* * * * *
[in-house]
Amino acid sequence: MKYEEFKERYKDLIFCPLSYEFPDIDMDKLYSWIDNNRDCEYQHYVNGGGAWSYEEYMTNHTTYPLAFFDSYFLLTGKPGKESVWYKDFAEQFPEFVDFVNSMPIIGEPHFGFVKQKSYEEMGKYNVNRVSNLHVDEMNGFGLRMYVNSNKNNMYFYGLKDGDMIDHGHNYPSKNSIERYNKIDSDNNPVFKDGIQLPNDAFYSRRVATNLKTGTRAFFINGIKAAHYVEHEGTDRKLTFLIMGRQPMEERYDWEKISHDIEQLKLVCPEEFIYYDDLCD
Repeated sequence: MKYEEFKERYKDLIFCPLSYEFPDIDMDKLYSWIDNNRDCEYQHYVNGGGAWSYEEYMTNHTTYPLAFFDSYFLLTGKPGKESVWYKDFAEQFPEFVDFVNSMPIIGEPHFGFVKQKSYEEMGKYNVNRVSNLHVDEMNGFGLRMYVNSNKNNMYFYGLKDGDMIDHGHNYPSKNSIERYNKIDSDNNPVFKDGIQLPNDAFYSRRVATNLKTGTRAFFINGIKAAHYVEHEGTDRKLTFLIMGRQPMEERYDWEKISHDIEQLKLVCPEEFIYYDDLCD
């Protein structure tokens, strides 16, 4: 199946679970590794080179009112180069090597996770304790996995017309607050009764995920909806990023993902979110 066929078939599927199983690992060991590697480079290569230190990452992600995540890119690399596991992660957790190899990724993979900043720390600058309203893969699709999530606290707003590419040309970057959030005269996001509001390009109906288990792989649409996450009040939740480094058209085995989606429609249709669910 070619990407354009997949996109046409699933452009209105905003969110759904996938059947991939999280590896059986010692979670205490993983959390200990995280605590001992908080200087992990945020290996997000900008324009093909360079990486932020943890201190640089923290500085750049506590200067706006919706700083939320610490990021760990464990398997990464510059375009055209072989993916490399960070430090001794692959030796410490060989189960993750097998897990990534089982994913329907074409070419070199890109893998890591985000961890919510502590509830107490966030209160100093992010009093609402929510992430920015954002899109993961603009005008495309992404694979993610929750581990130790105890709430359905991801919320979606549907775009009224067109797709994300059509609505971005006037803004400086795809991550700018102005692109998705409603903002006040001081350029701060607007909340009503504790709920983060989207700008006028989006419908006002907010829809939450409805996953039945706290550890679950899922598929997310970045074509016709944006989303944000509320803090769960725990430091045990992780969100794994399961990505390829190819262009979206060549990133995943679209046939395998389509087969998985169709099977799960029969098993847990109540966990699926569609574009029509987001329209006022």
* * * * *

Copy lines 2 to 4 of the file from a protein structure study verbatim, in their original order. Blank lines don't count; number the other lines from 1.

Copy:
Amino acid sequence: MKYEEFKERYKDLIFCPLSYEFPDIDMDKLYSWIDNNRDCEYQHYVNGGGAWSYEEYMTNHTTYPLAFFDSYFLLTGKPGKESVWYKDFAEQFPEFVDFVNSMPIIGEPHFGFVKQKSYEEMGKYNVNRVSNLHVDEMNGFGLRMYVNSNKNNMYFYGLKDGDMIDHGHNYPSKNSIERYNKIDSDNNPVFKDGIQLPNDAFYSRRVATNLKTGTRAFFINGIKAAHYVEHEGTDRKLTFLIMGRQPMEERYDWEKISHDIEQLKLVCPEEFIYYDDLCD
Repeated sequence: MKYEEFKERYKDLIFCPLSYEFPDIDMDKLYSWIDNNRDCEYQHYVNGGGAWSYEEYMTNHTTYPLAFFDSYFLLTGKPGKESVWYKDFAEQFPEFVDFVNSMPIIGEPHFGFVKQKSYEEMGKYNVNRVSNLHVDEMNGFGLRMYVNSNKNNMYFYGLKDGDMIDHGHNYPSKNSIERYNKIDSDNNPVFKDGIQLPNDAFYSRRVATNLKTGTRAFFINGIKAAHYVEHEGTDRKLTFLIMGRQPMEERYDWEKISHDIEQLKLVCPEEFIYYDDLCD
């Protein structure tokens, strides 16, 4: 199946679970590794080179009112180069090597996770304790996995017309607050009764995920909806990023993902979110 066929078939599927199983690992060991590697480079290569230190990452992600995540890119690399596991992660957790190899990724993979900043720390600058309203893969699709999530606290707003590419040309970057959030005269996001509001390009109906288990792989649409996450009040939740480094058209085995989606429609249709669910 070619990407354009997949996109046409699933452009209105905003969110759904996938059947991939999280590896059986010692979670205490993983959390200990995280605590001992908080200087992990945020290996997000900008324009093909360079990486932020943890201190640089923290500085750049506590200067706006919706700083939320610490990021760990464990398997990464510059375009055209072989993916490399960070430090001794692959030796410490060989189960993750097998897990990534089982994913329907074409070419070199890109893998890591985000961890919510502590509830107490966030209160100093992010009093609402929510992430920015954002899109993961603009005008495309992404694979993610929750581990130790105890709430359905991801919320979606549907775009009224067109797709994300059509609505971005006037803004400086795809991550700018102005692109998705409603903002006040001081350029701060607007909340009503504790709920983060989207700008006028989006419908006002907010829809939450409805996953039945706290550890679950899922598929997310970045074509016709944006989303944000509320803090769960725990430091045990992780969100794994399961990505390829190819262009979206060549990133995943679209046939395998389509087969998985169709099977799960029969098993847990109540966990699926569609574009029509987001329209006022």